The possible £100m in-flight funds

  • skintagainnow
  • 10/10/08 31/05/09
  • a depositor
  • Offline
Posted: Wed, 21/01/2009 - 13:23

I've added some questions to the PWC for 26th Jan -- this is the thoughts behind the questions - what do the grounp make of them ---

In the last round of questions to PWC - a figure of £100m was introduced and not disputed by PWC as being the possible in-flight funds, these PWC stated formed part of the IoM exposure to UK, PWC also stated and has re-credited accounts with these in-flight funds, instead of "in his view" allowing them to continue thereby increasing the fund pot for all creditors..

Some thoughts along this, the fund pot for all creditors can only be increased if PWC receive those funds back in full, from E&Y - KSF UK, on the other hand if only a percentage of those funds are received then all creditors must surely be disadvantaged by the % return on the £100m.

My thoughts,

IoM exposure to UK -- £550m
UK exposure to IoM --£150m
In flight UK ----------£100m

If the in-flight funds were allowed to continue to their designated recipients and assuming set off applies the total exposure of KSF IoM to UK drops to £300m, the number of creditors to KSF IoM drop (numbers unknown) - the £880m now becomes £780m.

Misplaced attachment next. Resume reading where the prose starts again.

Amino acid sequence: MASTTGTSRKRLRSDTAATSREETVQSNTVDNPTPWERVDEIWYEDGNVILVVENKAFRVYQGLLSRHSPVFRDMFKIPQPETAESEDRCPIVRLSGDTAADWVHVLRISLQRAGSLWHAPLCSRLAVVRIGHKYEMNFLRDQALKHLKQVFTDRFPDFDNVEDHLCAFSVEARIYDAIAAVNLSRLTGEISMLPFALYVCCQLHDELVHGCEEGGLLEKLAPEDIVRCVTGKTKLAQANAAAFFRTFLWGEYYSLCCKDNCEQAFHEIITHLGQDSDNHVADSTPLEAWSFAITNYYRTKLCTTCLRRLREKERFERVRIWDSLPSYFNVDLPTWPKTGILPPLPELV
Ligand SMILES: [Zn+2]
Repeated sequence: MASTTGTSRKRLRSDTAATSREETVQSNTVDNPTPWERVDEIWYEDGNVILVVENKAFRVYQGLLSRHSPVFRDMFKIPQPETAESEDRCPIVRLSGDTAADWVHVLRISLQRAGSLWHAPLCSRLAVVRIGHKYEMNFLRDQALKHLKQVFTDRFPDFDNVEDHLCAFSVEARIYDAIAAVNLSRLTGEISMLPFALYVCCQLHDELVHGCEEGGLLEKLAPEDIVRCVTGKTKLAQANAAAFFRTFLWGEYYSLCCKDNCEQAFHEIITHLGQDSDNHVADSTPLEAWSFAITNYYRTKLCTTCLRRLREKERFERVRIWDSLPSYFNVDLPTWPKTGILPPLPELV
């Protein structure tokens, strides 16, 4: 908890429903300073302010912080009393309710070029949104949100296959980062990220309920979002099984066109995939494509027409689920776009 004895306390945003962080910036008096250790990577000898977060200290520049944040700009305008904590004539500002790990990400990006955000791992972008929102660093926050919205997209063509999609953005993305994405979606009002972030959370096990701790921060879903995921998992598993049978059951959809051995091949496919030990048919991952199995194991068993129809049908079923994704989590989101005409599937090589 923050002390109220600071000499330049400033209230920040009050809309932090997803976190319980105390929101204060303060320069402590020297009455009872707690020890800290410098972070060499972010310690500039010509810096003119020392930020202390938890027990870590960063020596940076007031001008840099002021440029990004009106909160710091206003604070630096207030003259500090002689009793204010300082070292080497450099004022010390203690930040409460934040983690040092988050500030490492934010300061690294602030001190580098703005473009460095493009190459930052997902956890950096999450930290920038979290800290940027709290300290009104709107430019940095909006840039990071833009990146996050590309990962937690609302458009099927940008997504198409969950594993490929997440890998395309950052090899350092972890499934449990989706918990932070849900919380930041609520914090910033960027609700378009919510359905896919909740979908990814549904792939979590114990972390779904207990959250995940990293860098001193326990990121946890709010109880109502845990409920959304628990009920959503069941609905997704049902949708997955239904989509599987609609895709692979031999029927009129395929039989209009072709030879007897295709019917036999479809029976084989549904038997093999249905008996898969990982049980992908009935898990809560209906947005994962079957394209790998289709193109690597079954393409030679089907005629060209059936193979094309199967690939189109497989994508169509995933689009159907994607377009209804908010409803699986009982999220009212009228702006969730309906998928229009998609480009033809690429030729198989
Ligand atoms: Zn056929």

Surely a £300m exposure to a liquidated company is a more manageable figure for any restructure or SOA scheme always assuming only a percentage of UK funds are returned.

There are only 2 ways that the £100m in-flight funds could benefit all creditors if -
1) E&Y paid out 100% of the UK deposit
2) The in-flight monies were treated differently than the "normal upstreamed" deposit eg. the in-flight monies were returned as 100% of their value not a percentage of the total,

then we would have :-

in-flight - £100m
% return of £300m (assuming offset of £150m)

The reduction of KSF IoM exposure to KSF UK by 25% at a stroke.

Who is the only loser in this scenario -- the liquidator --- he doesn't get fee's for the recovery of that £100m or any % return.

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